This is correct. The CPU has been detected correctly.
It looks like the VM guest has no access to the HW counters.
experience with Xen, thus nor with running OProfile there.
Google says that you need to boot with 'vpmu=1'. Or try to
search for "enable PMU in Xen guests" or similar.
Events were actively counted for 2669610 nanoseconds.
you enable PMU for the guest.
Post by dhara buch
What is the solution?
---------- Forwarded message ----------
Date: Tue, Feb 28, 2017 at 12:00 AM
Subject: Re: Regarding vmlinux file for opcontrol --init
Thanks a lot for the prompt reply.
Hi, you're welcome. Please do Reply-To-All to make sure it all
might appreciate the list history for solving similar problems
I am using i7 core processor. When I executed ophelp -r, the
displayed CPU type was 'Intel Architectural Perfmon'.
The "Core i7" is too generic nomenclature. Could you please send
the output of `lscpu` or attach /proc/cpuinfo (one core is enough)?
Vendor ID: GenuineIntel
CPU family: 6
Afterwards, when I execute opcontrol --vmlinux=(uncompressed
form of vmlinuz) command, the CPU type gets changed to 'CPU with timer
The problem would be in uncompressed file? I am also not much
clear about the proper way to get vmlinux from vmlinuz file.
I think you decompressed the file correctly. However, this does
not affect the CPU identification/understanding.
You can even skip vmlinux by using "--no-vmlinux" switch with
opcontrol. That will mark all the samples captured in kernel as
"no-vmlinux" and no vmlinux file is needed. However, this is no
good if you want to profile kernelspace.
Your problem is that your CPU is not identified by OProfile.
If you send me the `lscpu` output or the /proc/cpuinfo file
contents, I might figure out why.
However, it is very probable, that your CPU is supported by the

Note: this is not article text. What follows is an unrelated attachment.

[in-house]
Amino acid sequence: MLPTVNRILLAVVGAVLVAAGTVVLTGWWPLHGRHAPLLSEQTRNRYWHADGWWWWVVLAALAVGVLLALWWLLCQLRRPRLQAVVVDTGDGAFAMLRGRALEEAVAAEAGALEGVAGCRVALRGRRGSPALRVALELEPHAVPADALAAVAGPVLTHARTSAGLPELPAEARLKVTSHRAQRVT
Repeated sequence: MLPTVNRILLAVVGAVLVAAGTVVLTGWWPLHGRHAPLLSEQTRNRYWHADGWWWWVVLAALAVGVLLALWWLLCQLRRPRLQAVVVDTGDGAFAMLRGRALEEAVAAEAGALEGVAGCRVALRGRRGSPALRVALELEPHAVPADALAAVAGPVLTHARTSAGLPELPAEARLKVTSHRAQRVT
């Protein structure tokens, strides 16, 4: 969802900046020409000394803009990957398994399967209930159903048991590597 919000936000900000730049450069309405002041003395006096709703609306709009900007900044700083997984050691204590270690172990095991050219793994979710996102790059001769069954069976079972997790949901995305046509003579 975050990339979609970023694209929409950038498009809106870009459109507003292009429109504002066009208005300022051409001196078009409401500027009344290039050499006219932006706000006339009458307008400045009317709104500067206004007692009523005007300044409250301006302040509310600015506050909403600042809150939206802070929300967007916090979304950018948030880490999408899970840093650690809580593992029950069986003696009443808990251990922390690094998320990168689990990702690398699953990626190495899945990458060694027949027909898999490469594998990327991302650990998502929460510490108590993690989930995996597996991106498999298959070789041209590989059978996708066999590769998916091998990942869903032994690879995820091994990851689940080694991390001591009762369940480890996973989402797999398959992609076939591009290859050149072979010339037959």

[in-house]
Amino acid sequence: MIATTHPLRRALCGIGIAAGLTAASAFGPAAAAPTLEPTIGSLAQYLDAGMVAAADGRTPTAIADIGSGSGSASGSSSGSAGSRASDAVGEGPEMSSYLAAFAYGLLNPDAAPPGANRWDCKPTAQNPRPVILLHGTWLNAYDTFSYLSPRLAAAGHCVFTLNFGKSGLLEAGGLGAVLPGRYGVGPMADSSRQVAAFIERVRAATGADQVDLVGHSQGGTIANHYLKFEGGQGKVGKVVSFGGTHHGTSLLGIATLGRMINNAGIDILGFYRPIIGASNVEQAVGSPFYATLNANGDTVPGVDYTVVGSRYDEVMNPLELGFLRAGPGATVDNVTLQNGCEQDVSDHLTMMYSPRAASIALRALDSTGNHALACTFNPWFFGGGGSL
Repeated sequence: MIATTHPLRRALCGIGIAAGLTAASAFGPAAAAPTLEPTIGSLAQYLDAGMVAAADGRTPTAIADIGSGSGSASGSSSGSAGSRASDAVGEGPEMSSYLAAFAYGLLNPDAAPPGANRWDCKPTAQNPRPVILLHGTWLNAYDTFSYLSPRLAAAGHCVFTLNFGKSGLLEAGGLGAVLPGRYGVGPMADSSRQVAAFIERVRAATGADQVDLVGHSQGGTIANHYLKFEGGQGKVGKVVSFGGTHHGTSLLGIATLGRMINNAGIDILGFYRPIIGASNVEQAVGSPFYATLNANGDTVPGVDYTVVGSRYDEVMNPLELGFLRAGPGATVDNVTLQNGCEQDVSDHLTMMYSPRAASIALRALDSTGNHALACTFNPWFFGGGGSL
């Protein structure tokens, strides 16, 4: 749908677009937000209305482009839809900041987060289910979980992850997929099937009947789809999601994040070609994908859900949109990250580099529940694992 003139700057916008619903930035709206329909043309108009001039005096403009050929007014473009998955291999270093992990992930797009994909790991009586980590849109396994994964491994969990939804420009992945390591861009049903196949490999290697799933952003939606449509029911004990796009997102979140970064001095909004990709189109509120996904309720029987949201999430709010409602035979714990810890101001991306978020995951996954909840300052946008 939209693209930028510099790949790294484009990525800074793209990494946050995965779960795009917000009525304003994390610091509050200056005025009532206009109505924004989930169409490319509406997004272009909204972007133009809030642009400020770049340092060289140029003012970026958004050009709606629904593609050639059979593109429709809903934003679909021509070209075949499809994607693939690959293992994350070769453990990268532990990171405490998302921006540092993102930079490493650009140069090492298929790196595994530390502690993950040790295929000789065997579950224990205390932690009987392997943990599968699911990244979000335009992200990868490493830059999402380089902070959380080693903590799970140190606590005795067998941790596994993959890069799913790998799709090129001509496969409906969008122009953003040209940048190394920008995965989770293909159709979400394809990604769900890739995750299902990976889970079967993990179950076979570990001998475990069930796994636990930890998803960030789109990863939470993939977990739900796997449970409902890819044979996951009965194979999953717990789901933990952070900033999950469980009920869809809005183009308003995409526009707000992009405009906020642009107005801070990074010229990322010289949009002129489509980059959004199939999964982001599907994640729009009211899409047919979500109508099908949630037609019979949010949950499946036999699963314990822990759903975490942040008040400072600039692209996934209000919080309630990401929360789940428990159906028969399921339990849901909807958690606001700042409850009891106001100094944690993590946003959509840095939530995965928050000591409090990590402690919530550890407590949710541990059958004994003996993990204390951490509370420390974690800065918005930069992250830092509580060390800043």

latest OProfile 1.1 and I encourage you to try that one instead.
There are two modes oprofile knows, let's call them "opcontrol-mode"
1) "opcontrol-mode" is obsolete and consists of a kernel module,
a profiling daemon and a controller (opcontrol). By this controller,
you signal the profiling daemon to start/stop/reset profiling, etc.
The event sources can be either HW events or TIMER interrupt. The
TIMER interrupt is a fallback used by the daemon when HW events are
not detected. They are not detected when the CPU is unknown or not
supported. It might be also totally different architecture which
does not support any HW events, or, the HW events might be disabled
(e.g. you are running a virtual machine and the hypervisor does not
support/enable that for its guests).
The "TIMER interrupts" is a software-emulated event that is used
when the HW events are simply not available.
Also note, that the TIMER interrupts ARE NOT SUPPORTED in the "operf-
mode". So using "TIMER interrupts" might be a reason why a user might
want to stick with this legacy "opcontrol-mode".
The "opcontrol-mode" has been removed from OProfile 1.0, so 0.9.9 is
the latest OProfile that supports it.
2) "operf-mode" is far better replacement for the previous mode. It
does not need any daemon and kernel module, the usage is much more
simple and it has lots of other advantages.
Basically, the only disadvantage is that it does NOT support the
TIMER interrupts fallback. Thus, when the HW events are not enabled/
detected/usable/supported/etc, you cannot fallback to the TIMER mode.
If you do not want to use the TIMER mode, there is basically no
reason for not using "operf-mode" instead, thus there is nothing to
be lost by updating to oprofile-1.1.
So, I recommend to update to the latest OProfile and try out the
1) `ophelp -r` should still test the CPU identification
I believe, your CPU will be supported after updating, but I cannot
be sure without knowing the model/family numbers.
2) `ocount ls` should report some numbers (this tests whether the
HW events can be used).
3) `ophelp | less` will print all the HW events available to you
operf -s --vmlinux /your/path/to/vmlinux
# wait here for a while
Hope it helps.
On Mon, Feb 27, 2017 at 10:24 PM, Michael Petlan <
I have installed Oprofile-0.9.9 on Ubuntu 15.10.
I try to init oprofile with'
opcontrol --init command, which requires
uncompressed vmlinux file with --vmlinux option.
I have tried to uncompress the present vmlinuz
with extract-vmlinux script. The file gts uncompressed,but when I init
opcontrol with this uncompressed
file, my CPU
type gets wrongly
identified. Hence, although the hardware events
are supported by the processor, 'timer' mode gets set and event monitoring
doesn't become possible.
You can test the CPU identification by running `ophelp -r` which should
$ ophelp -r
Intel Skylake microarchitecture
What is your CPU type? OProfile 0.9.9 is pretty old, it
might not support
the newer processors. Consider using the latest
OProfile 1.1. It might not
fit you if you need the legacy opcontrol-based
profiling mode (which was
removed from 1.0 and above), but since you probably want to use the CPU
hardware events, I guess, operf-mode (and oprofile-1.1)
should serve you
I would be thankful if anybody can guide me to
solve this problem.